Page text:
Monthly Archives: September 2015

Spoonfed

In case you’re wondering, yes, it’s still me. Due to a conflict of interest of the work/life sort, I’ve had to switch out to a nickname. Enough business.

Hope This. A small lending library in the middle of the Adirondack mountains.

I consider this a view of hope.

I read the news all day at my job. Reading the news is a large part of my job.

There are days that I think, I need a new job. Many, many days.

Right now our country is saturated in fear. Our fear has led us to collectively make some questionable decisions and helps explain to me how Trump is not only running for President, but moving up in the polls. Fear-mongering leads to a collective amnesia about what fascism looks like.

A country isn’t a business. A country certainly shouldn’t be run like a business in 2015 where money is the one, the only priority. People are losing jobs because of a bottom line in which companies see no need to take care of people.

When children wash up on beaches because a shot at hope is the only alternative to certain death, and we’re too busy arguing economics, we have lost sight of what it means to be a human being.

Technology has led us into a hole of the unreal. Depending on the day, my Facebook feed is one picture after another of propaganda about why I should arm myself and my family to keep us safe. Religion is being used as a shield of protection against the enemy. But who is the enemy?

We’re all the enemy.

There is no safe. There is life and living life.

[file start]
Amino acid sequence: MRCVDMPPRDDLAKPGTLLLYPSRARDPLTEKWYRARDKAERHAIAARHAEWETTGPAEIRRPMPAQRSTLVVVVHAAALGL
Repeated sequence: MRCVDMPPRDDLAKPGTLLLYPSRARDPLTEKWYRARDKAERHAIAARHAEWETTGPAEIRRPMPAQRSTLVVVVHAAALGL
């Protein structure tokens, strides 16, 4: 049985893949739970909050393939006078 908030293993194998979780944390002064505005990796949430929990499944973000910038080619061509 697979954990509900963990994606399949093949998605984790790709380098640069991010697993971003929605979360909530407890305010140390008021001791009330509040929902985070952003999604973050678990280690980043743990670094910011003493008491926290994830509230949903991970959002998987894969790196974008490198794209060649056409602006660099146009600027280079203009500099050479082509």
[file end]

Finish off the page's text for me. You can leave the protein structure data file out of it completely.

We went camping this weekend in Michigan and went to a storytelling on the beach around a campfire. Mike, our storyteller, told stories that he had heard from his dad as a child. We sat on benches in the sand and listened to Native American stories, ghost stories, stories, stories, and more stories. As the night wore on and darkness fell we looked through telescopes pointed at Saturn. We saw the Andromeda Galaxy. I still have trouble wrapping my head around it, an entirely different galaxy. Jesus.

The only thing certain is death. We have no idea when it’s going to come, but I wonder how many of us are truly living now.

And that’s what this is about. I want to rebel against the fear that we are being spoonfed and embrace the power of living our lives, making each day a little bit better, a little bit kinder, a little bit more worth living because we are countering all of this anger and fear, with art and kindness.

Art matters. We cut it from our schools so we can compete in a global economy. Fuck STEM. How about we teach ourselves and our children how important it is to read, to write, to draw, to play an instrument?

When was the last time a brawl broke out at a reading? A band concert? In a library?

The idea behind the little lending library above is that you give a book, you take a book. The person who created it knew that some people might take the books. And that is enough for some people to think the whole idea an idealistic comeuppance.

But here’s the thing. Maybe someone takes a book that changes their life, that saves their life, that helps them to save somebody else’s life. Maybe it’s the way you view it.

Maybe we give people the benefit of the doubt and try to make room for us all.

Maybe we turn away from fear and toward kindness.

Maybe.

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